"Once that new settlement has been negotiated, we will give the British people a referendum with a very simple in-or-out choice to stay in the EU on these new terms. Or come out altogether," Cameron said.
The speech was seen by many as a gamble to shore up support from Cameron's fractured, increasingly anti-EU party that risked antagonizing other countries focused on stemming the eurozone debt crisis.
The fiercely independent island nation has never been an enthusiastic member of the bloc, seeing itself as culturally different and balking at having policy dictated by Brussels. But the drumbeat has grown over fears that new EU regulations to address the debt crisis will further restrict the country's control over its own economic policies.
Many EU member states, which had in the run-up to the speech stressed the importance of Britain's presence in the bloc, took a sharper tone after Cameron spoke.
Martin Schulz, the president of the European Parliament, said that Cameron was playing "a dangerous game" and accused him of playing domestic politics.
"This was an inward-looking speech that does not reflect European reality and will not impress many of the U.K.'s European partners," Schulz said.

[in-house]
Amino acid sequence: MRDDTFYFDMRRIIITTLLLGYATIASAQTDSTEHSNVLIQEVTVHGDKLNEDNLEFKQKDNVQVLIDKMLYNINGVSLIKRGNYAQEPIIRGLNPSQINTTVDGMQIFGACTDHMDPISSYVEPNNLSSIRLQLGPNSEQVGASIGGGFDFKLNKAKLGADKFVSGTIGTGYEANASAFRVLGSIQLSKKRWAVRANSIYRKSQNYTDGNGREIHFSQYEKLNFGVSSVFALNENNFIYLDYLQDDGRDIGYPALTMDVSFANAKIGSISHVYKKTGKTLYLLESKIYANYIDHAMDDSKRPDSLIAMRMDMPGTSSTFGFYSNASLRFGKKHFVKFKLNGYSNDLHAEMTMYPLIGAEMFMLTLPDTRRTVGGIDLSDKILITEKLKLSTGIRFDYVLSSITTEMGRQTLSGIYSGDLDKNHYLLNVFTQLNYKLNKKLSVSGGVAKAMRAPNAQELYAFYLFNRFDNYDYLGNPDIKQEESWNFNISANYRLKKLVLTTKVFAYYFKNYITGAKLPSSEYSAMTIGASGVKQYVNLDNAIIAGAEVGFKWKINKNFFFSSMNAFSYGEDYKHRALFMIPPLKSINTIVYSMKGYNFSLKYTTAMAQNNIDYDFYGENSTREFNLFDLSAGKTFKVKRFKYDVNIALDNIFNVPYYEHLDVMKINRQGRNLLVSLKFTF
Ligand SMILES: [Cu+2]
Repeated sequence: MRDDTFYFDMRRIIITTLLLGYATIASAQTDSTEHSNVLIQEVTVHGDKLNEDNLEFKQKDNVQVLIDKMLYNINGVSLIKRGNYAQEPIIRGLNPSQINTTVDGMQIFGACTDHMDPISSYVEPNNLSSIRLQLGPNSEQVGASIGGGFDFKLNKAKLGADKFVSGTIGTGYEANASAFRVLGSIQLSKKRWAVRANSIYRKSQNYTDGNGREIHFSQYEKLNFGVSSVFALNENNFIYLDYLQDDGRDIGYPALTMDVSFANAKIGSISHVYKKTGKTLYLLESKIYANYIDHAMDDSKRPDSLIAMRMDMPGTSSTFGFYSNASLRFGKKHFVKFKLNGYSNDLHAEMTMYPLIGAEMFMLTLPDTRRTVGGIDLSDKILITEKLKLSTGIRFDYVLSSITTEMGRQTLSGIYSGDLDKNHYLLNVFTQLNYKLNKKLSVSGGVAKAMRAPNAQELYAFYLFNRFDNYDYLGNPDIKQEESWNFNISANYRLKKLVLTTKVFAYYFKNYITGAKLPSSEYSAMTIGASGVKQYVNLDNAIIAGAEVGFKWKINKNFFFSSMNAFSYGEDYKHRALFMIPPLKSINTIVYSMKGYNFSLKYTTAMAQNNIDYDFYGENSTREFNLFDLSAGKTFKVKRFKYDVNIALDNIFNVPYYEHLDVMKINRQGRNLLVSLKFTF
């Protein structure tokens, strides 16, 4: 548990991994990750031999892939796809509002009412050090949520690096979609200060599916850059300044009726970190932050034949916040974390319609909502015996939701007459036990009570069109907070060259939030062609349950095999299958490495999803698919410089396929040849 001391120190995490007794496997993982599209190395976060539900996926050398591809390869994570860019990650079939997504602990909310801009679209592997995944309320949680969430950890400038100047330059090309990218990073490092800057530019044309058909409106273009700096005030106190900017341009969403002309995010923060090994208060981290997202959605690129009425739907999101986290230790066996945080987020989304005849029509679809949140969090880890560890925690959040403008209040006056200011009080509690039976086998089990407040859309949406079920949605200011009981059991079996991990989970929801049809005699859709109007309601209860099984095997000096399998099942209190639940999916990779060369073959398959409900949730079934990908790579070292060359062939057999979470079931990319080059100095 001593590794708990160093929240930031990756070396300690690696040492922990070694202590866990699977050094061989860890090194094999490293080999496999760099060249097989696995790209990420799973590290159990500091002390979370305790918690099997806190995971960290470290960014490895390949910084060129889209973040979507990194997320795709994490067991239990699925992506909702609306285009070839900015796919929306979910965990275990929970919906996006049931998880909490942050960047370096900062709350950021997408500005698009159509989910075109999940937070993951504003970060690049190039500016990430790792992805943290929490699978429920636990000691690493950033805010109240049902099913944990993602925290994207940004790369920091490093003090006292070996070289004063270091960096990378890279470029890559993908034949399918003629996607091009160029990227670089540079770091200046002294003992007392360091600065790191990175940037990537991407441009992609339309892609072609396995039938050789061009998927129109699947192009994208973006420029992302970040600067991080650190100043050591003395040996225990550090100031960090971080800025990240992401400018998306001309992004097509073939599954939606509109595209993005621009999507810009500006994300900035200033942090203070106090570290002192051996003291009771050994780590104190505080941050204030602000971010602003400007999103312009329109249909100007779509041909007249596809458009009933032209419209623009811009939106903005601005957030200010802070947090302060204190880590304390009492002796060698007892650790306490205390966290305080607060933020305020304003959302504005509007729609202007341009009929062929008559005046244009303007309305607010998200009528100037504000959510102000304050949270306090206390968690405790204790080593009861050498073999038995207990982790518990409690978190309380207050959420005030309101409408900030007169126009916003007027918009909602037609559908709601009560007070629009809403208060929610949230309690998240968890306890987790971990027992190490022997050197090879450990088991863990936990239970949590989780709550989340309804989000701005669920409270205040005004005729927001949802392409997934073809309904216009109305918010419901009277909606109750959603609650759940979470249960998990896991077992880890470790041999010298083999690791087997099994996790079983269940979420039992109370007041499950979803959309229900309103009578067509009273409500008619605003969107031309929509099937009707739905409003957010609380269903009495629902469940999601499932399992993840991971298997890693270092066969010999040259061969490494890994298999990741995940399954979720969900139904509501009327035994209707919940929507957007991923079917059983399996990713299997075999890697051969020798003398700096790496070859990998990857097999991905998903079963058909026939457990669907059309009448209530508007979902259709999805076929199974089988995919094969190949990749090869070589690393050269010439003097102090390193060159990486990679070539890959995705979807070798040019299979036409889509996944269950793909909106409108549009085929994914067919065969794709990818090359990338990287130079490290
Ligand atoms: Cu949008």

French Foreign Minister Laurent Fabius likened the EU to joining a soccer club - "you can't say you want to play rugby," he told France-Info radio.
Britain does not use the euro currency, but membership in the EU has given the U.K. access to the massive joint European market as well as a say in how the region should govern itself and run its financial markets. The country has also benefited from EU funds to build infrastructure such as broadband networks.
German Foreign Minister Guido Westerwelle said his country wants Britain "to remain an active and constructive part" of the EU, but suggested that countries could not be allowed to write their own terms for EU membership, saying "a policy of cherry-picking won't function."
Cameron stressed that his first priority is renegotiating the EU treaty - not leaving the bloc.
"I say to our European partners, frustrated as some of them no doubt are by Britain's attitude: Work with us on this," he said.